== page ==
Living for 24 years in Hoboken, I have witnessed incredible urban design developments. In a beautiful urban neighborhood where open space is so coveted, it is so sad to see cheap chain link fencing without a purpose. Private property or not, resident or not, the surrounding community is affected by a chain link choice. Urban open space deserves better and the residents deserve better. It’s Hoboken! This is an incredible town that has gone through considerable change and I would hope that future changes improve features and hide blights. Surrounding context dictates fencing and paving material for outdoor space boundaries.
Recently, four small plots of grass along 5th street between Clinton and Grand were surrounded by 5 foot chain link fences for the sole purpose of keeping grass healthy looking.
How did the throughway on 5th Street between Clinton and Grand become private property? There are other cross streets here in town that have a purposeful end. Athletic fields, historical buildings, and parks. Is this the only privately owned pedestrian way in Hoboken? 5th Street once was a public cross street.
Being private property, the owners could just fence the walkway off to pedestrians and force us to walk around so I appreciate being able to walk through. But how did it become private property in the first place? Why isn’t this construction code [§ 168-38 Construction specifications.Amended 9-16-1998 by Ord. No. R-332]enforced for this block? Because it is not public?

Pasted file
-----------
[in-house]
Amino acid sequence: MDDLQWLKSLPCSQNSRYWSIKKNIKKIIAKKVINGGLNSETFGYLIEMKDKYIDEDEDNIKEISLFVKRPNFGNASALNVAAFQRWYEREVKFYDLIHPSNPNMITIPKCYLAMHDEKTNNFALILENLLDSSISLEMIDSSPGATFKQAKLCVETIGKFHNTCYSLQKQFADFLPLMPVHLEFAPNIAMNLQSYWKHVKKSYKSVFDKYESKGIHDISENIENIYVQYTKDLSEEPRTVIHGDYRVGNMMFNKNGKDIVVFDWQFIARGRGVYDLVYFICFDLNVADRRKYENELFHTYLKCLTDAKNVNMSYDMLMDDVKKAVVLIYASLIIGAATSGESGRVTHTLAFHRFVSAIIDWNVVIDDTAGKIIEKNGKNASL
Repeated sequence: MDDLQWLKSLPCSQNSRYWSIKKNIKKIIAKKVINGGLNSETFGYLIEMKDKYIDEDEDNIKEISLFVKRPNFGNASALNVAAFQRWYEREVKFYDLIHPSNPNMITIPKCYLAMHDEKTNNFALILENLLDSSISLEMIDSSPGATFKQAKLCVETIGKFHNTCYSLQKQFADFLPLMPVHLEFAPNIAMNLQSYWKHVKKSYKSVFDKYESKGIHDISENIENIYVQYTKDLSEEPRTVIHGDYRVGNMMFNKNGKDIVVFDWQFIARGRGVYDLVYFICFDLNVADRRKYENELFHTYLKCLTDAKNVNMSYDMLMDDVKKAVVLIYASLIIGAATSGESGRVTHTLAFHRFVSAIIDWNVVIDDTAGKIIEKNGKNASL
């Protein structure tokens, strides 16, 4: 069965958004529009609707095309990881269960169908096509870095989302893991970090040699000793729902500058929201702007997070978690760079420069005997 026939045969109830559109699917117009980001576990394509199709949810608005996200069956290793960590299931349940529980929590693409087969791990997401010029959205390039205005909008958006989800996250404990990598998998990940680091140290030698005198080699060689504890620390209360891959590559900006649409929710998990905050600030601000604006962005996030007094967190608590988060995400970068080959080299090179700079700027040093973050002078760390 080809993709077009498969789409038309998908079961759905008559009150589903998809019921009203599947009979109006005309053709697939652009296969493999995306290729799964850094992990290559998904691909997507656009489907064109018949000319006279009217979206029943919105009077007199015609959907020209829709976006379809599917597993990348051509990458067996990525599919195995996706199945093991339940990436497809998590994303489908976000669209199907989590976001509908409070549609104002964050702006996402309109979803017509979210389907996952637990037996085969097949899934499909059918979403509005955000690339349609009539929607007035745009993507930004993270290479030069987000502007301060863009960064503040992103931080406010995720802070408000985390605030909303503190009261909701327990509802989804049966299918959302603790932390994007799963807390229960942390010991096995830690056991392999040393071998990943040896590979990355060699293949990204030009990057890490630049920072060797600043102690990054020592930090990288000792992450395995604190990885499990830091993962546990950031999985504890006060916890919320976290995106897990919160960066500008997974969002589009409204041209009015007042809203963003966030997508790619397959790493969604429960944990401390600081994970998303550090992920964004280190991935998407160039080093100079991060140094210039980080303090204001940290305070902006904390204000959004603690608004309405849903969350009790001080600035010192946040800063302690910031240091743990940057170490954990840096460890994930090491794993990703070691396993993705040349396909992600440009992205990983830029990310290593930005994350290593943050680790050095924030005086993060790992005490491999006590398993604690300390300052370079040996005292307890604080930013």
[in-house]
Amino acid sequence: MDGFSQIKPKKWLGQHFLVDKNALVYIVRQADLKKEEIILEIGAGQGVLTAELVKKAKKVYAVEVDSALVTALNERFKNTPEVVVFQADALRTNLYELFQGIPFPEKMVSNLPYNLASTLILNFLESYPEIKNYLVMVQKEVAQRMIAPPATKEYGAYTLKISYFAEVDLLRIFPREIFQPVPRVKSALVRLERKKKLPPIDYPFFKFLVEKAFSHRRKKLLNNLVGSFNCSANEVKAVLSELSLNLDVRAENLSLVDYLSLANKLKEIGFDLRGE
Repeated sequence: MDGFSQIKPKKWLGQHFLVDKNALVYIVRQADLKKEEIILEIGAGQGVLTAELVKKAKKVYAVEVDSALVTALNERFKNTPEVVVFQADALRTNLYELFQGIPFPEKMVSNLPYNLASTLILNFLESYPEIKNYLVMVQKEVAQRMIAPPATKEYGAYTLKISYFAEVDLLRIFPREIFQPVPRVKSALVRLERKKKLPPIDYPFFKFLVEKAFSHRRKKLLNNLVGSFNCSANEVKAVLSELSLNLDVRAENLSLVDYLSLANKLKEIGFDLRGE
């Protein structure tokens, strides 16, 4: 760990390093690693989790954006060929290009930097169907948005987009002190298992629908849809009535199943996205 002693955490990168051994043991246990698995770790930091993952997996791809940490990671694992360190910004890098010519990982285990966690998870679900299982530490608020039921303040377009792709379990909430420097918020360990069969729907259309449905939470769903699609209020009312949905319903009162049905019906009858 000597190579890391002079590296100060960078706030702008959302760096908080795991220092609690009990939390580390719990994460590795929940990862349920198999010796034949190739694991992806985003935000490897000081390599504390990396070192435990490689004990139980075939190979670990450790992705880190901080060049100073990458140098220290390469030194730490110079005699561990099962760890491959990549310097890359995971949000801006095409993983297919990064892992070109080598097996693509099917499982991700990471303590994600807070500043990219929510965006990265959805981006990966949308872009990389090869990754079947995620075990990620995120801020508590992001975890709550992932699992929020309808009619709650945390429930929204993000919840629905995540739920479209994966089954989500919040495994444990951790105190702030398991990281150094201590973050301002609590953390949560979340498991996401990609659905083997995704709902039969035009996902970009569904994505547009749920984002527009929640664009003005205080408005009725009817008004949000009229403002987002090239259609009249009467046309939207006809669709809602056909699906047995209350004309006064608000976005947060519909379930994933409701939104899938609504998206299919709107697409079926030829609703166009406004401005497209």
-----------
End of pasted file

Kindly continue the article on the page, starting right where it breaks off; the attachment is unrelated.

“All gates and fences erected on public thoroughfares shall be of cast iron or similar material and shall not be less than three feet nor higher than four feet in height. Chain-link fences are not permitted. The space between the lot line and the fence, gate or stoop so erected shall not be enclosed, sealed or otherwise encumbered or built upon nor shall it be utilized for the storage or placement of any personal property without the express approval of the City Council.”
There is a reason Chain link fencing is not permitted. It is unfortunate that no care, no thought, or creativity was implemented for a more receptive sustainable selection of fencing for enclosing grass patches. Why not make it better? Build bridges not walls.
Chain link looks cheap, feels restrictive…isolating to those that live in and around it. Church Towers may be affordable or low-income housing, but it doesn’t need to look that way. Is a fundraiser an option to have this chain link removed and replaced with shrubs or a smaller iron fencing? “Chain link Towers” is so political that I doubt anything can be done to have this changed. But writing this letter helps me voice my opinion for beautifying Hoboken and promoting positive change.
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